Tuesday, October 10, 2006

Indie bookstores fight back

The Washington Post writes about how large book retailers such as Borders and Barnes & Noble and online retailers Amazon, had all but killed the local independently owned book stores, who are now fighting back with creativity, converting their stores to cafe's or book clubs or speciality stores focusing only on a particular genre of books. The number of independent bookstores has been reducing by 200-300 per year, but now these stores are slowly increasing in number again.
For a long time, from 1992 to 2002, you literally could count on two hands the number of openings," said Oren Teicher, chief operating officer of the American Booksellers Association. "In the last three years there are 60, 70, 80 stores opening" each year, he said.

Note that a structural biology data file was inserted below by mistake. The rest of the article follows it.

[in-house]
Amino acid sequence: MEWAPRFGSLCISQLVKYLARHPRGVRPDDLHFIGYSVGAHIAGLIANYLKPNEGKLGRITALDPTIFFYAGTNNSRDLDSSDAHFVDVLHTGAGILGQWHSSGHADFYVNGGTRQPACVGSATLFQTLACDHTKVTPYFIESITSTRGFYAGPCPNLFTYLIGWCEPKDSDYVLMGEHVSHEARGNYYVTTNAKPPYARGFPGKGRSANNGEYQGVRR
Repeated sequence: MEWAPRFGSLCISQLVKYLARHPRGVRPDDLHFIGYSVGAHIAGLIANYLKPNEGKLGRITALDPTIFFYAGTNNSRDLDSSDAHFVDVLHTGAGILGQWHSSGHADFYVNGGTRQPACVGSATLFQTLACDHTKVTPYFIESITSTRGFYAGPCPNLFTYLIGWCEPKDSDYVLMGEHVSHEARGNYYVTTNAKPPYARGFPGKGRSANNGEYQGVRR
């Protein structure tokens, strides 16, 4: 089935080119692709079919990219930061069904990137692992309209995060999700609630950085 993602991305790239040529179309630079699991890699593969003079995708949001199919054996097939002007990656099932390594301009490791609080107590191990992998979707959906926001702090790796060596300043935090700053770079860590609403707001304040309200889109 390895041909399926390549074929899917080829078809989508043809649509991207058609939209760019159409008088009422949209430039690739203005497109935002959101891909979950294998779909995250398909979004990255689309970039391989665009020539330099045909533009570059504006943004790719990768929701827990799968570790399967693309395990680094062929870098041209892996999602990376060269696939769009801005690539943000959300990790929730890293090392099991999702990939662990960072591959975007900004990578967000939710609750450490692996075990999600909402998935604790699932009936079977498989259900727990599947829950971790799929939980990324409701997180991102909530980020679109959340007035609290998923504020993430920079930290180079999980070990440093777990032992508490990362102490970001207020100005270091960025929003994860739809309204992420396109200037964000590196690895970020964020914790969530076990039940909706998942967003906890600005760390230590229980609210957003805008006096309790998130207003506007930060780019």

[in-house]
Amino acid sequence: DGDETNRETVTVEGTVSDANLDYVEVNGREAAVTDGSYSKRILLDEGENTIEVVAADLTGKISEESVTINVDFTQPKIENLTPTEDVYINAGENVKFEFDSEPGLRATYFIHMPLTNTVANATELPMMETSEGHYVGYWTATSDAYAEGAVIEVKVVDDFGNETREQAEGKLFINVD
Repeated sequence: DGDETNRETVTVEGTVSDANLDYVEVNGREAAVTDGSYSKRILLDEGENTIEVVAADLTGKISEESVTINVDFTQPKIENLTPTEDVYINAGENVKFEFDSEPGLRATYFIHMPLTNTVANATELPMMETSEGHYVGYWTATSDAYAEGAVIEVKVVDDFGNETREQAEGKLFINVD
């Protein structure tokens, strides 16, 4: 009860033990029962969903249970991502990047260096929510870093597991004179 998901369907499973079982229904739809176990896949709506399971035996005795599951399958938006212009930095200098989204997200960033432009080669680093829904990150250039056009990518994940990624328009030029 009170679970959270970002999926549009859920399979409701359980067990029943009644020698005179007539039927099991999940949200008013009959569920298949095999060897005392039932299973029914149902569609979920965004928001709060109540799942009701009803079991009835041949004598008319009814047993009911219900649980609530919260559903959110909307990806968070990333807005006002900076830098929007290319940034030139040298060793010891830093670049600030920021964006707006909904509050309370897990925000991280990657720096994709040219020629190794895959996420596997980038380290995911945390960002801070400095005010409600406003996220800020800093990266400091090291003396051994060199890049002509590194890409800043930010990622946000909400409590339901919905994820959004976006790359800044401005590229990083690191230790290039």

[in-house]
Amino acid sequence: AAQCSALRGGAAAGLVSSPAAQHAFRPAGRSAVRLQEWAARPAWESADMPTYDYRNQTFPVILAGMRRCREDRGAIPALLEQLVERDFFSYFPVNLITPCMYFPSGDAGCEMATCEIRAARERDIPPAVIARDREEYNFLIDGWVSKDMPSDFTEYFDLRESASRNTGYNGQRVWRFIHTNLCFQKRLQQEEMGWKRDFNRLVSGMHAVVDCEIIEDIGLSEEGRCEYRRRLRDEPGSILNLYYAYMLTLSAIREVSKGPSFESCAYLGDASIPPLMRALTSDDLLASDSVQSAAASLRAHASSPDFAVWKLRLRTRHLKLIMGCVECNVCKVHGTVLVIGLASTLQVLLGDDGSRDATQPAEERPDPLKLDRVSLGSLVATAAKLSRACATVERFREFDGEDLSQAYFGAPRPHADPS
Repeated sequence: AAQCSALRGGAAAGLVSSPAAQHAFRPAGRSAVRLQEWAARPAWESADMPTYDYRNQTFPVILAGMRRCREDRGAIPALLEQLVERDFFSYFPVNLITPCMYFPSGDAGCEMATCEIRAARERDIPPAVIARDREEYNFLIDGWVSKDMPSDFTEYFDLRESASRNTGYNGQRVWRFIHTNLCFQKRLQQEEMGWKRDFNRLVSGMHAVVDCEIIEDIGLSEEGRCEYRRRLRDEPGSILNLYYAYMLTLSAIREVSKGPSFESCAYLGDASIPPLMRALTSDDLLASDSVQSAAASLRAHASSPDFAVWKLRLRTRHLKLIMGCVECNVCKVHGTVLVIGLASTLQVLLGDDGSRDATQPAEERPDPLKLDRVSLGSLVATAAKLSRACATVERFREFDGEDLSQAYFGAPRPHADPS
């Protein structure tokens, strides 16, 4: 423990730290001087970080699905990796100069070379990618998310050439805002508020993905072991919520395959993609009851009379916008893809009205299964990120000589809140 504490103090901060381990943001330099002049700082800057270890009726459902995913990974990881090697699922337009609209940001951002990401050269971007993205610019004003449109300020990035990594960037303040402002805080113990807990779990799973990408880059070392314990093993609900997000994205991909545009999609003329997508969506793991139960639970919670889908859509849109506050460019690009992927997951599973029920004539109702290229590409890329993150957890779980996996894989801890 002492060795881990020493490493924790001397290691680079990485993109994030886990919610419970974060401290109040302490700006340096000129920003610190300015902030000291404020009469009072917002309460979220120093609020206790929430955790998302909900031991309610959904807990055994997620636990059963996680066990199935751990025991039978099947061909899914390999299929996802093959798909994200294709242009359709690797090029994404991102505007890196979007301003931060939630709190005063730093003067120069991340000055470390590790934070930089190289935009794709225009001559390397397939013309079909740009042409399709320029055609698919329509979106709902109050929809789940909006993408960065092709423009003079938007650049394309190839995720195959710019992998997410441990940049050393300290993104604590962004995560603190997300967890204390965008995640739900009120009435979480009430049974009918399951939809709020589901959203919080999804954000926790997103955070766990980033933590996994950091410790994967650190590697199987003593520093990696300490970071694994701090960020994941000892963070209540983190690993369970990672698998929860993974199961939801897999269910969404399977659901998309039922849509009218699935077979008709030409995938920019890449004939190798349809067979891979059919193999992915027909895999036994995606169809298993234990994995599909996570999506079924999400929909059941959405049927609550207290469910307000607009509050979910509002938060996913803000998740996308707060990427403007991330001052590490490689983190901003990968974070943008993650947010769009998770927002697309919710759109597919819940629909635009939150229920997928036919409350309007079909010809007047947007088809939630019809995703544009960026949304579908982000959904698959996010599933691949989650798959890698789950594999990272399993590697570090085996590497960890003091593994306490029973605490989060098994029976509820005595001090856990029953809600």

When I was in college at Kansas State University in Manhattan, KS, I went to the KSU Union Bookstore or Varney's only to buy and sell my textbooks, never for any other reading material. For books to buy and hold on to forever, I went to Claflin Books, a really cute little store at the north end of campus, or to Dusty Bookshelf in Aggieville for biographies and romance novels. These stores had character and ambience, they offered a unique experience that went beyond just buying a book. I treasure my bookmarks from Dusty's to this day.

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